How about application allow-listing? Do you have a well-defined set of executables that should be allowed to run on your RHEL server? fapolicyd can help you lock in what's allowed to run and prevent anything that isn't. This configuration is perfect for systems that must exist in a hostile environment or under strict security requirements. fapolicyd uses digital signatures to determine if an application is unchanged and therefore allowed to run on the system. This is huge for preventing unknown code execution. One of the primary paths to compromise is pulling in a remote payload and executing it from a service account's home directory.

fapolicyd can help you prevent that exact scenario. Learn more about it in the Security hardening guide for Red Hat Enterprise Linux 9.

[ Want to test your sysadmin skills? Take a skills assessment today. ]

Network Bound Disk Encryption

Encryption at rest is a tricky problem. If you encrypt your disk, then to boot your system, you'll need to store the encryption key somewhere the system can reach. Many available solutions require the key and the encrypted volume to be stored on the same system. That's not ideal. You can move that encryption key off the system with Network Bound Disk Encryption (NBDE).

NBDE utilizes a system on your network external to your encrypted data. When a system boots or needs to unlock an encrypted volume, it checks in with the key server and unlocks the volume only if the key exchange is successful. If a disk is physically removed from your datacenter, it can no longer be unlocked without a password.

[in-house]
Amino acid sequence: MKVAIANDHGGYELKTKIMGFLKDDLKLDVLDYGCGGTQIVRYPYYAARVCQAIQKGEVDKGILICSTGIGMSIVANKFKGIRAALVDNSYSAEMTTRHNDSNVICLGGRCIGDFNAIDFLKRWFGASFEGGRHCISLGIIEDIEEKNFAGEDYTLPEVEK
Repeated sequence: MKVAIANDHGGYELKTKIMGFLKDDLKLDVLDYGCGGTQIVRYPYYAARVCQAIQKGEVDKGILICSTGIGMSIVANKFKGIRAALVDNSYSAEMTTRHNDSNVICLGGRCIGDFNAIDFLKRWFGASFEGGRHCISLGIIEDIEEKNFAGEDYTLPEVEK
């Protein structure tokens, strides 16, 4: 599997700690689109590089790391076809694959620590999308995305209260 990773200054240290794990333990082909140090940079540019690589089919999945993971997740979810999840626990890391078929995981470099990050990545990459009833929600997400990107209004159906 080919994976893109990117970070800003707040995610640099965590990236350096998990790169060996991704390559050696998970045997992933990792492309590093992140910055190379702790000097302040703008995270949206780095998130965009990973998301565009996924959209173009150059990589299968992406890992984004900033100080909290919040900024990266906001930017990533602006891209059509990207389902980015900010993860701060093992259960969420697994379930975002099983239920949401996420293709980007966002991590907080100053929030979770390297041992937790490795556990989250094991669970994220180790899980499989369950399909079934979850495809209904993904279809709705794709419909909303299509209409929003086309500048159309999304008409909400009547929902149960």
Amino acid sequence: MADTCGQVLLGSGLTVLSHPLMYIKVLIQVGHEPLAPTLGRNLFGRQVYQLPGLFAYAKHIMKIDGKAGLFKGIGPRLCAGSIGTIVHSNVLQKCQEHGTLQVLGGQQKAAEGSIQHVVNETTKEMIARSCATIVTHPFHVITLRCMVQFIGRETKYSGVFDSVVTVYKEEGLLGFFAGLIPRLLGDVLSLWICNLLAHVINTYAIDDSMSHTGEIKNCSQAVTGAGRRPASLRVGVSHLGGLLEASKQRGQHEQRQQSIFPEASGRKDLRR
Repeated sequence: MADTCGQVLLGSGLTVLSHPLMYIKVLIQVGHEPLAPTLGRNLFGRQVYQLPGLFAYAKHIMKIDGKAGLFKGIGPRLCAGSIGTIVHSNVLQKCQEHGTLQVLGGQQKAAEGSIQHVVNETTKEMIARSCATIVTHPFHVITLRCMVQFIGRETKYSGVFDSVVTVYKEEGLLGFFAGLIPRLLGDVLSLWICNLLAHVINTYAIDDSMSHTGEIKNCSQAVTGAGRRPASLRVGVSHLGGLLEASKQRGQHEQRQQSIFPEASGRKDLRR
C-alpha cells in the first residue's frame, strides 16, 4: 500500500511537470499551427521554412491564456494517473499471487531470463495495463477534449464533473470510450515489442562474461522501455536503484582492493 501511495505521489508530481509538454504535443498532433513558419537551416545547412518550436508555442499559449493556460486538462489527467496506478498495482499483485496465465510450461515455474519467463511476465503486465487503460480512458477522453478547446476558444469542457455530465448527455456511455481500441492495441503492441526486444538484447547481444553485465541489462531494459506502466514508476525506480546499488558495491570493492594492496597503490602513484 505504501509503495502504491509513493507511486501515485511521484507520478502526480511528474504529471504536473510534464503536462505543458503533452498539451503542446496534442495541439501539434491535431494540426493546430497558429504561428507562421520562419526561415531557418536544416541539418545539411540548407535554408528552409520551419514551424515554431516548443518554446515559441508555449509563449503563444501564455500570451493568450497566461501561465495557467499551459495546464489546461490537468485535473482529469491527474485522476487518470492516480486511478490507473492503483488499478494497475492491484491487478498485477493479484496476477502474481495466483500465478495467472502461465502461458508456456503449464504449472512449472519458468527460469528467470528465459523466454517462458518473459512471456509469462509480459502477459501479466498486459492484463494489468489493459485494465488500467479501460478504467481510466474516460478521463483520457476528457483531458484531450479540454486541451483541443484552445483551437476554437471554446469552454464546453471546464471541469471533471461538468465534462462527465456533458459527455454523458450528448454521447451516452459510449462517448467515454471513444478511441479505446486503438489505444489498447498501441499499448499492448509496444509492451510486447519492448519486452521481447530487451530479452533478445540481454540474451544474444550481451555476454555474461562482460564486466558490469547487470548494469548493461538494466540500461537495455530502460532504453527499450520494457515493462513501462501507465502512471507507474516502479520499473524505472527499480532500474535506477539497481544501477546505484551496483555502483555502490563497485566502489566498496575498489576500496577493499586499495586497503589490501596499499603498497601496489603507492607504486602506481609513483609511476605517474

NBDE works great for mobile workstations. Imagine if your laptop could unlock automatically when you're within your corporate network, but it would require a password if it were lost or stolen.

Use the following links to learn more about Network Bound Disk Encryption:

Built-in security compliance remediation

Security compliance can be tedious, but OpenSCAP has your back. Either at install time or on an existing deployment, OpenSCAP can be used to scan and remediate your systems to get them closer to compliant. Red Hat Satellite and Red Hat Insights also use OpenSCAP to detect and remediate compliance issues. You can even have OpenSCAP generate easy-to-read reports that inform security compliance audits or general good security hygiene. OpenSCAP includes definitions for PCI-DSS, STIG, CIS, and more.

Wrap up

I hope you've learned something about RHEL's security features. RHEL is backed by Red Hat's independent security validation through common criteria certification and FIPS. See the US Government Certifications Red Hat knowledgebase article for more info. If you'd like to try out security or other technologies in RHEL, please head to the online labs.

[ Keep your most commonly used commands handy with the Linux commands cheat sheet. ]

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Nathan Lager

Nate is a Technical Account Manager with Red Hat and an experienced sysadmin with 20 years in the industry.  He first encountered Linux (Red Hat 5.0) as a teenager, after deciding that software licensing was too expensive for a kid with no income, in the late 90’s.  Since then he’s run More about me